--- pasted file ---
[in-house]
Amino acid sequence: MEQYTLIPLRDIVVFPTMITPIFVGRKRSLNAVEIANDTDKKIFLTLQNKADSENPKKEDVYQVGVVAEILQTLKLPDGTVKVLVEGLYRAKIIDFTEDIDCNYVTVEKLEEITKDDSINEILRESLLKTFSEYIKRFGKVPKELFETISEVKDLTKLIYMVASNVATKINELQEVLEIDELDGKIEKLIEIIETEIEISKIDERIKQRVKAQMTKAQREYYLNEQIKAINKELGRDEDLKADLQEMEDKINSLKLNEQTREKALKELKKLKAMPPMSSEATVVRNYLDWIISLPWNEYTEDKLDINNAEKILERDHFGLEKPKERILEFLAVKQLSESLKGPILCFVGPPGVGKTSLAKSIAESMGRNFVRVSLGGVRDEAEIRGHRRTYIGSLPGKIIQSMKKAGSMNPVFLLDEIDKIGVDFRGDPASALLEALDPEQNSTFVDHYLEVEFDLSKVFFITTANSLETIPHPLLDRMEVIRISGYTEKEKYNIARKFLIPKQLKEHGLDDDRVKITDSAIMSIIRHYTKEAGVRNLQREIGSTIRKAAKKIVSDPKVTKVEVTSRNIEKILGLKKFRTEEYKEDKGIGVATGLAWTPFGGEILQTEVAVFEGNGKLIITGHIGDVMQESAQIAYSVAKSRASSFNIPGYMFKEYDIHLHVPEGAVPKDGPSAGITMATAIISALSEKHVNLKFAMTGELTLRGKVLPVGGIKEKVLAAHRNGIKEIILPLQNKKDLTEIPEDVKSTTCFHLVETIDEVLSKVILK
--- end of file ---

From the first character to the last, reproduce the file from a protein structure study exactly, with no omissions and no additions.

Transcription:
[in-house]
Amino acid sequence: MEQYTLIPLRDIVVFPTMITPIFVGRKRSLNAVEIANDTDKKIFLTLQNKADSENPKKEDVYQVGVVAEILQTLKLPDGTVKVLVEGLYRAKIIDFTEDIDCNYVTVEKLEEITKDDSINEILRESLLKTFSEYIKRFGKVPKELFETISEVKDLTKLIYMVASNVATKINELQEVLEIDELDGKIEKLIEIIETEIEISKIDERIKQRVKAQMTKAQREYYLNEQIKAINKELGRDEDLKADLQEMEDKINSLKLNEQTREKALKELKKLKAMPPMSSEATVVRNYLDWIISLPWNEYTEDKLDINNAEKILERDHFGLEKPKERILEFLAVKQLSESLKGPILCFVGPPGVGKTSLAKSIAESMGRNFVRVSLGGVRDEAEIRGHRRTYIGSLPGKIIQSMKKAGSMNPVFLLDEIDKIGVDFRGDPASALLEALDPEQNSTFVDHYLEVEFDLSKVFFITTANSLETIPHPLLDRMEVIRISGYTEKEKYNIARKFLIPKQLKEHGLDDDRVKITDSAIMSIIRHYTKEAGVRNLQREIGSTIRKAAKKIVSDPKVTKVEVTSRNIEKILGLKKFRTEEYKEDKGIGVATGLAWTPFGGEILQTEVAVFEGNGKLIITGHIGDVMQESAQIAYSVAKSRASSFNIPGYMFKEYDIHLHVPEGAVPKDGPSAGITMATAIISALSEKHVNLKFAMTGELTLRGKVLPVGGIKEKVLAAHRNGIKEIILPLQNKKDLTEIPEDVKSTTCFHLVETIDEVLSKVILK